Why Do Businesses Need Zero Trust Security?
75 percent of organizations agree that to be better prepared for a host of evolving cyber risks, and their organizations need to update pre-existing and technical architectures. They need to ensure that Zero Trust design principles are baked into cloud adoption models from the beginning. The global zero trust security market is growing at a healthy rate and is projected to reach $52 billion by 2026.
Eighty-three percent of security and risk professionals now agree that zero trust is a necessary strategy for their organizations, and 80% plan to implement zero trust in 2022. Spending on zero trust is also growing.
Gartner predicts spending on zero trust network access (ZTNA) solutions will grow from $820 million this year at a 26% Compound Annual Growth Rate (CAGR) to an estimated $1.674 billion in 2025. If you were thinking of implementing zero trust security in your organization, IT Support Boston will be able to help.
What is Zero Trust Security?
Zero Trust security is an IT security model that requires strict identity verification for every person and device trying to access resources on a private network. In this case, whether the person or device is located inside or outside the network perimeter is irrelevant.
Every user must be identified and authenticated before gaining access to the network. Zero Trust security is a mindset, a belief system that should be employed from day one to ensure security is hardwired into every aspect of the network operations.
F5’s zero trust definition guide explains how developing a security architecture with zero trust in mind provides a comprehensive framework that can help businesses fortify their cybersecurity posture by fostering a continuous verification and least-privilege access approach, ultimately safeguarding sensitive data and critical assets from evolving threats.
Perimeter-Based Security Approaches Are Now Defunct
Enterprises are undergoing digital transformations that make traditional perimeter-based cybersecurity models ineffective and irrelevant. Traditional perimeters no longer define the scope for security enforcement because attacks can happen anywhere within a network. Zero trust security takes a micro-level approach to authenticating and approving access requests at every point within a network.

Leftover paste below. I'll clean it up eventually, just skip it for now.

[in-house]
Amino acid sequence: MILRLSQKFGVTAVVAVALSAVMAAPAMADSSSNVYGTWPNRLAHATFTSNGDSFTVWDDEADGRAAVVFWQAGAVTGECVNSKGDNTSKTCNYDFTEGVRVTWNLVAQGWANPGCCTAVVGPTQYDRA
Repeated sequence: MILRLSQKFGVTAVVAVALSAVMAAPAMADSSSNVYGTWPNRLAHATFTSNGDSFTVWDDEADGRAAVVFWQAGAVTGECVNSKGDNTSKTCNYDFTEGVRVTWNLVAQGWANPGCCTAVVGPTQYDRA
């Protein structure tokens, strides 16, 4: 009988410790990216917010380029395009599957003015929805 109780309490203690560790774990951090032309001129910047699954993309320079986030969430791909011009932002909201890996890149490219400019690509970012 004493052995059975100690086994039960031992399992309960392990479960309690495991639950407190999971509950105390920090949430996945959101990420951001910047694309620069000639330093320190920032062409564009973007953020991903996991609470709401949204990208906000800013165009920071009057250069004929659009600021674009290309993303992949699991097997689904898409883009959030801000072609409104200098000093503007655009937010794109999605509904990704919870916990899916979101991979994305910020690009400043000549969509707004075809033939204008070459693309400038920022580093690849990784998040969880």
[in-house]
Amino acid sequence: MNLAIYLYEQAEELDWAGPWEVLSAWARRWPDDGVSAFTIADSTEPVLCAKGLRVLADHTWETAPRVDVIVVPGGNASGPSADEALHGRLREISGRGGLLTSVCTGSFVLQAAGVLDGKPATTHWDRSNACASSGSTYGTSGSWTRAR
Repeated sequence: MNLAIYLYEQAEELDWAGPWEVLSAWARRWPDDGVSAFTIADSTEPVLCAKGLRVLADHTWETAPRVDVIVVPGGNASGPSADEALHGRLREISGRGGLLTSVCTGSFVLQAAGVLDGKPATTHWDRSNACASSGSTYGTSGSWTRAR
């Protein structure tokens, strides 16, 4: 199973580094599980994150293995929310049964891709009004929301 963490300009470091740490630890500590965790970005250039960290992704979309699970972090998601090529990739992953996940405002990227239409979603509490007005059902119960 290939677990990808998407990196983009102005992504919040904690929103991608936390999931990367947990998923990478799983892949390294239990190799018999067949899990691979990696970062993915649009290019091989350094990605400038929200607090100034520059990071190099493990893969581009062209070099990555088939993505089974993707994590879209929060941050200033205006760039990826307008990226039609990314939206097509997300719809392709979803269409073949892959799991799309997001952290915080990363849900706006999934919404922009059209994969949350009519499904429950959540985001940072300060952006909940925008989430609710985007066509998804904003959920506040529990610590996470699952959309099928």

The concept of least privilege means that nobody gets unrestricted access to the entire system; instead, each request must be continuously monitored and verified to gain access to different network parts. If a breach does occur, micro-segmentation will prevent East-West movement and minimize the damage that a threat actor could cause.
Cloud Data Centres Are Underlining the Need for Shared Security Responsibility
As critical applications move from corporate-owned data centers to public and hybrid clouds, security leaders need to rethink the legacy assumptions of trust around people and data center technologies, processes, and skills.
Application security is an essential aspect of a secure digital transformation strategy. In this new cloud environment, trust in the infrastructure has been eliminated. Security controls must be introduced to adapt to this new era of the cloud. A zero trust model can span this shared cybersecurity responsibility.
Cyberattacks Are Only Growing in Intensity and Numbers
Cyberattacks continue to increase yearly, and no sector seems immune. During COVID-19, hackers focused on the healthcare and retail verticals in order to harm people without any strong security posture.
They could easily penetrate the systems, steal information, and cause financial damage. Cybercriminals work hard to find new ways of infiltrating a system and stealing data, including intellectual property or personally identifiable information.
This allows them to extort huge sums of money from their victims, who are willing to pay to get their business running again. Without a comprehensive security platform, these companies leave themselves vulnerable to attacks and resort to post-incident containment and mitigation. That is why it is now necessary for organizations to work towards establishing a zero-trust security architecture to protect themselves from increasing cyber threats.
The security landscape is changing rapidly. Cyber attackers are no longer focused on disruption. They want targeted data, customer data, financial data, and core business knowledge. Core government systems, weapons, nuclear power plants, and even elections are at risk. The stakes at every level of society and government are so high that robust and resilient cybersecurity strategies are paramount.
As cybersecurity attacks continue to evolve, an effective defense must focus not only on the number and severity of successful breaches but on containing harmful breaches and limiting the damage from those that do occur. The zero trust model using multiple layers of security and an application-aware infrastructure is a way to address these problems.
Advanced Persistent Threats (APTs) Are Everywhere
The cyber threat landscape has evolved since the early 2000s, going from zero-day exploits to APT. Intrusion is no longer a self-perpetuated virus. Rather, it can be orchestrated by a crime ring or nation-state.
With advanced persistent threats (APTs) becoming more common, micro-segmentation and a zero-trust network infrastructure architecture could be the difference between acquiring new customers or facing the risk of being out of business. For advanced defensive strategies that your enterprise can deploy against APTs, consider reaching out to Cybersecurity Services.
Post courtesy: Kenny Rounds, Founder, and CEO at Braver Technology Solutions